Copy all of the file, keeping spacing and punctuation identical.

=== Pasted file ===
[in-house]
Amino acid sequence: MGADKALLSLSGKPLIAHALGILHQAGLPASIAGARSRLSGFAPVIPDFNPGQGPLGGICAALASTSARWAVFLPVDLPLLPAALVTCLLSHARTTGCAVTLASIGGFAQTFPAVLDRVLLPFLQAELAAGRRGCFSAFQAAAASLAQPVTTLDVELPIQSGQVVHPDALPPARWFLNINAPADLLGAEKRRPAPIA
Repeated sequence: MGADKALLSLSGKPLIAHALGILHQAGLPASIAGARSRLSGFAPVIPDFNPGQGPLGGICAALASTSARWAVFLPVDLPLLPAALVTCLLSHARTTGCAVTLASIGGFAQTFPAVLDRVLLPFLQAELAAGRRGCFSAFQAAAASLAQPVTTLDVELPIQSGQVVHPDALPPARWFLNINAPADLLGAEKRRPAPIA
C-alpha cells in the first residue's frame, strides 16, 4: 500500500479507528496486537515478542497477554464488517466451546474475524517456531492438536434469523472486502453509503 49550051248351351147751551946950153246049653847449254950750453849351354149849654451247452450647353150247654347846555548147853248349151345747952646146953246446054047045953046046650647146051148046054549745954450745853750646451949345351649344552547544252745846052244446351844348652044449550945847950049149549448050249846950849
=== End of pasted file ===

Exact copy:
[in-house]
Amino acid sequence: MGADKALLSLSGKPLIAHALGILHQAGLPASIAGARSRLSGFAPVIPDFNPGQGPLGGICAALASTSARWAVFLPVDLPLLPAALVTCLLSHARTTGCAVTLASIGGFAQTFPAVLDRVLLPFLQAELAAGRRGCFSAFQAAAASLAQPVTTLDVELPIQSGQVVHPDALPPARWFLNINAPADLLGAEKRRPAPIA
Repeated sequence: MGADKALLSLSGKPLIAHALGILHQAGLPASIAGARSRLSGFAPVIPDFNPGQGPLGGICAALASTSARWAVFLPVDLPLLPAALVTCLLSHARTTGCAVTLASIGGFAQTFPAVLDRVLLPFLQAELAAGRRGCFSAFQAAAASLAQPVTTLDVELPIQSGQVVHPDALPPARWFLNINAPADLLGAEKRRPAPIA
C-alpha cells in the first residue's frame, strides 16, 4: 500500500479507528496486537515478542497477554464488517466451546474475524517456531492438536434469523472486502453509503 49550051248351351147751551946950153246049653847449254950750453849351354149849654451247452450647353150247654347846555548147853248349151345747952646146953246446054047045953046046650647146051148046054549745954450745853750646451949345351649344552547544252745846052244446351844348652044449550945847950049149549448050249846950849